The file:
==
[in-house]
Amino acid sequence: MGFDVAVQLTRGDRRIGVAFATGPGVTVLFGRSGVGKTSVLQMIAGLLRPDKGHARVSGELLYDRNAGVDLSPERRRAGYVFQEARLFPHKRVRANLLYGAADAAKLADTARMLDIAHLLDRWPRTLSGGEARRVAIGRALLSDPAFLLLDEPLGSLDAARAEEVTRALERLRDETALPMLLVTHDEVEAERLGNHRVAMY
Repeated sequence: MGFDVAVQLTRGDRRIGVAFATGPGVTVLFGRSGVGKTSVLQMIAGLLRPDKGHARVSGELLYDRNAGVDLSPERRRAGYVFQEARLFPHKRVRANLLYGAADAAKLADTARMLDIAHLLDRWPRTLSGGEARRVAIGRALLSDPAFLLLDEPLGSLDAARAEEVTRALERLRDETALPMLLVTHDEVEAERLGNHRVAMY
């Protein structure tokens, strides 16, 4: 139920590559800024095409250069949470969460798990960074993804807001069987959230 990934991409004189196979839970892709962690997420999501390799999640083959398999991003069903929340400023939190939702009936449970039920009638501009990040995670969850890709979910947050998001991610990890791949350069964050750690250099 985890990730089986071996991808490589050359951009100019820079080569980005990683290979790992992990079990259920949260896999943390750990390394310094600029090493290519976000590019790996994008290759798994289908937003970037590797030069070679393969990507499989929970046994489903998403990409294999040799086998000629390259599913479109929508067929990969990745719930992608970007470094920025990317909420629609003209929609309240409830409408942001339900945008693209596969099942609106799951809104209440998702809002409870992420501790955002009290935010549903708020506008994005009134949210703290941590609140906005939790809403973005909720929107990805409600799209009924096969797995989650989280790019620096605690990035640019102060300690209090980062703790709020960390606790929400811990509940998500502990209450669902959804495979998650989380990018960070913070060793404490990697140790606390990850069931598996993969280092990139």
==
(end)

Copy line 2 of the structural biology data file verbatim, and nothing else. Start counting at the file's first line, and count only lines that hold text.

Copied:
Amino acid sequence: MGFDVAVQLTRGDRRIGVAFATGPGVTVLFGRSGVGKTSVLQMIAGLLRPDKGHARVSGELLYDRNAGVDLSPERRRAGYVFQEARLFPHKRVRANLLYGAADAAKLADTARMLDIAHLLDRWPRTLSGGEARRVAIGRALLSDPAFLLLDEPLGSLDAARAEEVTRALERLRDETALPMLLVTHDEVEAERLGNHRVAMY